Ditching Digital: Why Teens Opt for Disposable Cameras
May 12, 2021
To add a “vintage” vibe to their photos, teens are documenting their lives via disposable cameras as opposed to digital cameras or cellphones.
Dating back to the 1960s and gaining popularity in the 90s, disposable cameras were the easiest mode of instant photography prior to the invention of digital cameras and cellphones, so they were immensely popular, according to Kodak, camera company.
Their comeback can be traced back to the mass popularity of all 90s trends currently. Disposable cameras are considered “vintage,” thus teens are attracted to them, much like the return of record players and vinyls.
During the first wave of disposable cameras, people carried them around everywhere and simply snapped a photo whenever they wanted. The camera would then be sent to a developer who would then print the photos. Afterward, the 65 cent camera was thrown out and replaced with a new disposable.
Nowadays, disposable cameras can be bought for $10-$12 at any Target, Walgreens or Walmart store. Newer versions of disposable cameras can snap up to 27 photos, which is a massive upgrade from the eight photos you’d get out of a 90s disposable.
The photos taken are oftentimes sent off to a local CVS or Walgreens photo developing booth where they are ready for pick up in two to four weeks.
Photos produced from these cameras are often grainy, overly-saturated with color and heavily light-streaked. Though this is a far cry from the high-quality photos produced from new age cameras, it is the effect that Gen Z is opting for nowadays.
Winnie Arnold, senior, said she prefers a disposable camera over her phone at times because of its vintage look as well as its limited capacity.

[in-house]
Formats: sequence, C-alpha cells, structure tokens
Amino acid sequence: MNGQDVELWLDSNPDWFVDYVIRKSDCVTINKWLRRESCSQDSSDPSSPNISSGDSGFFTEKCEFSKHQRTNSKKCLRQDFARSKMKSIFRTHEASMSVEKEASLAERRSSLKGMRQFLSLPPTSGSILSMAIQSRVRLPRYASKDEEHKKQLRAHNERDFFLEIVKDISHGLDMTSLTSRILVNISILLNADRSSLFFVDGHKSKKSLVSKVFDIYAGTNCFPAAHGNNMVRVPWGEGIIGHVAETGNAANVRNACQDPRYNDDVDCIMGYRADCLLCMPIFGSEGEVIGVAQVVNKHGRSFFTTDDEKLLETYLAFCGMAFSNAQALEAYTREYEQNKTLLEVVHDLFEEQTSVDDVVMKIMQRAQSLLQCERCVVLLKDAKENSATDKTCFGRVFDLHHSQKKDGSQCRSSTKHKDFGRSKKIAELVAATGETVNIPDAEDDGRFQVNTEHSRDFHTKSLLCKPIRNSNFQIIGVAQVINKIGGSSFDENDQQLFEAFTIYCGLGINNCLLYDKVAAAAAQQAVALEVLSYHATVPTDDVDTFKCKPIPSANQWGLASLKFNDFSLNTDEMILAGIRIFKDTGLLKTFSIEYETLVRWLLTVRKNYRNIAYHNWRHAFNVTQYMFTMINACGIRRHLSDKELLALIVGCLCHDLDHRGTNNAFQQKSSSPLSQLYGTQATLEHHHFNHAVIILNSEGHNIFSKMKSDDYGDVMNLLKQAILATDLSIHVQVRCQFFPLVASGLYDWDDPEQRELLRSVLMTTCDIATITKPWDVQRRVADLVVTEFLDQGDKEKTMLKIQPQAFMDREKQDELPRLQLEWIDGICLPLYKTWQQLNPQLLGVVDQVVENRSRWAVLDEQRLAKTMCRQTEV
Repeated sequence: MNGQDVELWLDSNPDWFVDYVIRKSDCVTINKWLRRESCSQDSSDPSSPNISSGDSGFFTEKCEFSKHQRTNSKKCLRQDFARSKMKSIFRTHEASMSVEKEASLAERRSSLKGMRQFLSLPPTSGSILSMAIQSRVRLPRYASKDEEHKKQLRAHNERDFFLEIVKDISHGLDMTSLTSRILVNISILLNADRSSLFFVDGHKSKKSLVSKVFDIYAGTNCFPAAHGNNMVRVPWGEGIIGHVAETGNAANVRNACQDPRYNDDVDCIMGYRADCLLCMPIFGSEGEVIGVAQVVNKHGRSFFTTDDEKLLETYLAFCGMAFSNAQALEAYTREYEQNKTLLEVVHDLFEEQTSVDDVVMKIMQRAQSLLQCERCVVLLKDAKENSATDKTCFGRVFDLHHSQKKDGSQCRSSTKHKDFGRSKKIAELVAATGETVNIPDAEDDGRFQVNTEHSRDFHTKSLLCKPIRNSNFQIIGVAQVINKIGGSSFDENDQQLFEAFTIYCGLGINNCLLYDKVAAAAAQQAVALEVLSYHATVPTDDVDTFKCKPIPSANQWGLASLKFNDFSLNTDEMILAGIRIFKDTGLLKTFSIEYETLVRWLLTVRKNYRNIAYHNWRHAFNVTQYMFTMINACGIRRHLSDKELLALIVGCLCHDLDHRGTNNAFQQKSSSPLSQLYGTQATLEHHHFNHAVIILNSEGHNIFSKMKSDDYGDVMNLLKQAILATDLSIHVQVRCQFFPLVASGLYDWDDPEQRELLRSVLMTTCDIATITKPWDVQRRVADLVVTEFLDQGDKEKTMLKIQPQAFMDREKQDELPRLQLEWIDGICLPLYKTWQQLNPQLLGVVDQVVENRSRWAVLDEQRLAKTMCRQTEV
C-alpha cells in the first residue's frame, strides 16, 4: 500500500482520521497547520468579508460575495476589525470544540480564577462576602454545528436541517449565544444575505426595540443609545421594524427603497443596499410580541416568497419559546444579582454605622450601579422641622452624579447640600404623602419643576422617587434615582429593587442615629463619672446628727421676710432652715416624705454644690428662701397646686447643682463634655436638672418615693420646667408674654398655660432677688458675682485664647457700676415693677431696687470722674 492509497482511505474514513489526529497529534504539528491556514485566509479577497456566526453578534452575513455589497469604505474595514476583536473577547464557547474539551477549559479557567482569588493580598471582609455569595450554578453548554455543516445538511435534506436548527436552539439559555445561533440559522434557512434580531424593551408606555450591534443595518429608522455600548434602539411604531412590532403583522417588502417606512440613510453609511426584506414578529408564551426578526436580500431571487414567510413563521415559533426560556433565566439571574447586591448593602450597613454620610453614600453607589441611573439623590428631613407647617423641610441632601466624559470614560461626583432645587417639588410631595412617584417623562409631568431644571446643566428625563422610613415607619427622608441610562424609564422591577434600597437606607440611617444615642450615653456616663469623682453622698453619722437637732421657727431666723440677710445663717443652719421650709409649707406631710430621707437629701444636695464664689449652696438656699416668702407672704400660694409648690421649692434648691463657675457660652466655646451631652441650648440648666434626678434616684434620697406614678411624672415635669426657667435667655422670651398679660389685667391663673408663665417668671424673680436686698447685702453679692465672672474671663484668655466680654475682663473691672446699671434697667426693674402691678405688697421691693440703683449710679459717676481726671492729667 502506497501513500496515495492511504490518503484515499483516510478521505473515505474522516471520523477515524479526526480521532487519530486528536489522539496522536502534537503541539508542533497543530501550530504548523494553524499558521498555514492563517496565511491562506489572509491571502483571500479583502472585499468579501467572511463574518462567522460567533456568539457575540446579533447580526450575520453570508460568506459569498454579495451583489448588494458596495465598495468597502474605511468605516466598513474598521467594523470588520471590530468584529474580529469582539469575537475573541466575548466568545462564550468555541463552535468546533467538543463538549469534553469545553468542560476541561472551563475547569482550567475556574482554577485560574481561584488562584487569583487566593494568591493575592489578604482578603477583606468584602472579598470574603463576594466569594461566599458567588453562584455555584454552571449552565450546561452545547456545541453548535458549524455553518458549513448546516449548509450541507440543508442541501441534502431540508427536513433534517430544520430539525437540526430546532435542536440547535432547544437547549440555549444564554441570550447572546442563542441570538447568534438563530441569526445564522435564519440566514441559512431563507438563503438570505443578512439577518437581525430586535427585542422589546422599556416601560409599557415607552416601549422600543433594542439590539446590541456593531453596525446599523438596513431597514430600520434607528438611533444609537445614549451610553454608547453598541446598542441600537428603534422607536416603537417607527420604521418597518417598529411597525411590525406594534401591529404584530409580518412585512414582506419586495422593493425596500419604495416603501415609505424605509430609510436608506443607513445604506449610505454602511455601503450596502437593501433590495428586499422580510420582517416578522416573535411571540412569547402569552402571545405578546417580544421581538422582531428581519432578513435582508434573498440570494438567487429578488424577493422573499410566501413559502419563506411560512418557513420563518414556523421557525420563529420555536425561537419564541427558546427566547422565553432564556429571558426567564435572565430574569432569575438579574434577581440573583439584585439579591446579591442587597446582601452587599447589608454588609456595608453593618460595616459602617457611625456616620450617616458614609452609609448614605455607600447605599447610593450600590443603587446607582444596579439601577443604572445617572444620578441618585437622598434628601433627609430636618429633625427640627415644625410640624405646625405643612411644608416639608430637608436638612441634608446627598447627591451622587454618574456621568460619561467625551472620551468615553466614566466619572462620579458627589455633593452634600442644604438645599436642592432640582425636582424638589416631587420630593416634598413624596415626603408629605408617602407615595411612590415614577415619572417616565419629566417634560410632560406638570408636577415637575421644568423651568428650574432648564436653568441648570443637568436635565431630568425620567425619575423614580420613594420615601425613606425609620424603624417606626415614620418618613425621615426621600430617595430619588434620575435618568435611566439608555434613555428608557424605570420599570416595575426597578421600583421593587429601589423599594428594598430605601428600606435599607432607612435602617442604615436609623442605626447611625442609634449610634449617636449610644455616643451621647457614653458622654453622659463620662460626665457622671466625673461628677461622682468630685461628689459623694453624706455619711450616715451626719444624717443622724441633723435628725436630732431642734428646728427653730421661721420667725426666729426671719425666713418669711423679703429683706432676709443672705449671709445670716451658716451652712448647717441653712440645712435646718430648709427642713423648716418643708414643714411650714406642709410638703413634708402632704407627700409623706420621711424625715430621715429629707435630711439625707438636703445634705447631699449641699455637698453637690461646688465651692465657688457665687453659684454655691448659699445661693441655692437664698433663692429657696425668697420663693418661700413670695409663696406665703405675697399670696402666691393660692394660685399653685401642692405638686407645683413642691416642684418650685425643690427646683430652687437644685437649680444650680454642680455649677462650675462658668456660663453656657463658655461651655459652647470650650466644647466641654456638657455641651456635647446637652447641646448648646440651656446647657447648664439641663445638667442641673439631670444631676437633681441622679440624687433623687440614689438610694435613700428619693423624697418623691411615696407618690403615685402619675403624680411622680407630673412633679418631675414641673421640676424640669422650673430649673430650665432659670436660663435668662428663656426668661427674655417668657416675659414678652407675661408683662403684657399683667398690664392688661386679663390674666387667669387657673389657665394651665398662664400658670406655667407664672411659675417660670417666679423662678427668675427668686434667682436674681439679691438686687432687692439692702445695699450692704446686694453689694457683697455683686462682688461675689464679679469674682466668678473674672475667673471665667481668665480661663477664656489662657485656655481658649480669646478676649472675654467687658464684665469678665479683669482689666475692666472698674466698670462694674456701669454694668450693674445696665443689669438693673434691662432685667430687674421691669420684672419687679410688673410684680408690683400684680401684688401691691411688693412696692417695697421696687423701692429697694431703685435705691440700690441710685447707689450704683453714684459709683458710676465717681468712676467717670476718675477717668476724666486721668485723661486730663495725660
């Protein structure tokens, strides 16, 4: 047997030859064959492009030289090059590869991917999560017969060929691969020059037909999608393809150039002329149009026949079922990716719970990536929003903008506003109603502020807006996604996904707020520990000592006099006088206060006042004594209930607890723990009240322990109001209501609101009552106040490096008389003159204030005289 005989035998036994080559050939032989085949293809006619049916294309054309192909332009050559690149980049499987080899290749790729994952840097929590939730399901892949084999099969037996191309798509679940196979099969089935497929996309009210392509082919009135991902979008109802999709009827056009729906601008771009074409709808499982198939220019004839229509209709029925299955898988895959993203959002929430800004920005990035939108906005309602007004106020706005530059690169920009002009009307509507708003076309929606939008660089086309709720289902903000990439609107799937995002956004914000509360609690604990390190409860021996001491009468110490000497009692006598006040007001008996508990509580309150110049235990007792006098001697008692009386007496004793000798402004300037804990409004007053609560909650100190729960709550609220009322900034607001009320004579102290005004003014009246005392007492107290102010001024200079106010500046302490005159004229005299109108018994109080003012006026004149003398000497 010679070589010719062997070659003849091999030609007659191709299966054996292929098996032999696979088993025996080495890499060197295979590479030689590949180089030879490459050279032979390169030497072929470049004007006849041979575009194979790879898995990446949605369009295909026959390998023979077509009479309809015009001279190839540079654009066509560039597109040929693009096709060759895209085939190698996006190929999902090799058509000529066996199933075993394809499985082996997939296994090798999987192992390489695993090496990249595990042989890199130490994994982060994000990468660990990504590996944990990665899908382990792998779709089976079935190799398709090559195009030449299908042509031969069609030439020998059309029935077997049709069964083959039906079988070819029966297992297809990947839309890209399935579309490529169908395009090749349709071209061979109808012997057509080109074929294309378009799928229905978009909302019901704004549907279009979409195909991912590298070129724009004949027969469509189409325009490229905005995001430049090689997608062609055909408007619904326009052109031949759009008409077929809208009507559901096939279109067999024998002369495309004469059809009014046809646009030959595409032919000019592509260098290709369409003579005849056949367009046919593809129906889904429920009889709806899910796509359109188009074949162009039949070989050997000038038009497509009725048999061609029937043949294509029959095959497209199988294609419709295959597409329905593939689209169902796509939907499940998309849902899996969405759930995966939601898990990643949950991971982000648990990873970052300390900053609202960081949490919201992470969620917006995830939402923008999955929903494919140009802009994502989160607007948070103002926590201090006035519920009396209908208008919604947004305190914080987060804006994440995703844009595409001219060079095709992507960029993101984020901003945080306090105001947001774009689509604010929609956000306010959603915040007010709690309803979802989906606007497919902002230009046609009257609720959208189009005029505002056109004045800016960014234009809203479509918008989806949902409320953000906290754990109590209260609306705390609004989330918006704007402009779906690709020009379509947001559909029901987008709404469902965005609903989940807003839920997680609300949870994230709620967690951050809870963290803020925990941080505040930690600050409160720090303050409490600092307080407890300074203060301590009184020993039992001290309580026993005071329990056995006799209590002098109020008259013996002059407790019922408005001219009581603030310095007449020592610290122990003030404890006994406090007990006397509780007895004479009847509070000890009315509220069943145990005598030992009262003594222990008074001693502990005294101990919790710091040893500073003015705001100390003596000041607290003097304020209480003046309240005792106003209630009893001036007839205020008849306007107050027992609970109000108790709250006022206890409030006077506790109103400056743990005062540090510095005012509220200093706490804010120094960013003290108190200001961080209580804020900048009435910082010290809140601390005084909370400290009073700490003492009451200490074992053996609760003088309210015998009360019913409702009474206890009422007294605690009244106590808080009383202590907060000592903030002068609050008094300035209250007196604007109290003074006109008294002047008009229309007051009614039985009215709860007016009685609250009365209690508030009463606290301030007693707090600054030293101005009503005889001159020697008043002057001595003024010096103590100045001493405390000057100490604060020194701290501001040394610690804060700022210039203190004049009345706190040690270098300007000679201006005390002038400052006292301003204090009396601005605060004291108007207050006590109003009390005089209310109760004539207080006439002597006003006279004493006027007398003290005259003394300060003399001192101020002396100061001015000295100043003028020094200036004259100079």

“I like the one-shot moments,” Arnold said. “I like to have them in my hands, and I can look back on them years from now.”
Arnold brought her Fuji film disposable camera along on her trip to Florida with a group of friends over Spring Break.
“There is one picture from our first night there, and we’re all sitting on the beach at sunset,” Arnold said. “We were so excited to be there, and it showed in that photo.”
Arnold said she collects these photos and hopes to continue building up her portfolio this summer.
Similarly, Aditya Gunturu, sophomore, also has indulged in the resurgence of disposable cameras.
Gunturu opts for his Fuji film disposable as opposed to a digital camera as he likes to have physical copies.
“It leaves a lasting memento of the event,” Gunturu said. “Whether it be of something or someone, it’s memorabilia.”
However, Gunturu said disposable cameras can be difficult to deal with at times.
“You have to live with the mistakes that are made,” Gunturu said. “There is no redo or editing.”
Gunturu isn’t alone in his feelings, as sophomore Shriya Sridhar also dislikes the limitedness of disposable cameras.
Sridhar said she dislikes how there’s a limit to how many photos that can be taken, because she likes to take a disposable camera on all of her traveling ventures. So, she oftentimes has to pack multiple cameras when going on long trips.
On her trip to New York City, Sridhar snapped a photo of the skyline with her Fuji film disposable camera that she will never forget.
“It was my first time going to NYC, so having a physical copy of that picture made it so memorable,” Sridhar said.
Sridhar uses her disposable on a daily basis and prefers it over her iPhone camera, as it makes photos look more natural and less “posed.”
“There is no ‘perfect’ take,” Sridhar said. “Disposables capture the moment as it is.”